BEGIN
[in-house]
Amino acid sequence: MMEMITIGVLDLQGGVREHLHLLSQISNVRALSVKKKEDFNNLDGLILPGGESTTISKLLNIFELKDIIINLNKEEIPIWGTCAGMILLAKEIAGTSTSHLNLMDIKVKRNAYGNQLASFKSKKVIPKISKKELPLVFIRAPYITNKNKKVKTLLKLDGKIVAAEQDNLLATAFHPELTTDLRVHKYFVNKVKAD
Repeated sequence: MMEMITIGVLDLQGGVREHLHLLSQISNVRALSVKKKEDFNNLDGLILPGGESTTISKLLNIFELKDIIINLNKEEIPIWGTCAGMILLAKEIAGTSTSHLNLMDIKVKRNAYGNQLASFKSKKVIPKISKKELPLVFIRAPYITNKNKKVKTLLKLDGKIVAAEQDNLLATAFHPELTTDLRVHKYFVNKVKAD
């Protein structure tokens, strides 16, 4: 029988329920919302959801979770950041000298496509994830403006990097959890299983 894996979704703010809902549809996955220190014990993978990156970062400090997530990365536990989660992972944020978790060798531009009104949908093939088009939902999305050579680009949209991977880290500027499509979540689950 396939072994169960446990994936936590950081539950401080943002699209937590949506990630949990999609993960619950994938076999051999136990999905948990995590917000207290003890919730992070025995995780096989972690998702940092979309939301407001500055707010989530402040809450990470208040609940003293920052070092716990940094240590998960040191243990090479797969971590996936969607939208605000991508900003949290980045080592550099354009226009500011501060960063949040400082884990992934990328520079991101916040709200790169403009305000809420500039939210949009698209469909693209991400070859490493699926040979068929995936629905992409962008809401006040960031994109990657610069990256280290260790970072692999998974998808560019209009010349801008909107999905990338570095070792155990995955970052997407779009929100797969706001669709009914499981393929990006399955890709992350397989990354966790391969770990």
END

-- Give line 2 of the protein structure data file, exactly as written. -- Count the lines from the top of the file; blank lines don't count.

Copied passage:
Amino acid sequence: MMEMITIGVLDLQGGVREHLHLLSQISNVRALSVKKKEDFNNLDGLILPGGESTTISKLLNIFELKDIIINLNKEEIPIWGTCAGMILLAKEIAGTSTSHLNLMDIKVKRNAYGNQLASFKSKKVIPKISKKELPLVFIRAPYITNKNKKVKTLLKLDGKIVAAEQDNLLATAFHPELTTDLRVHKYFVNKVKAD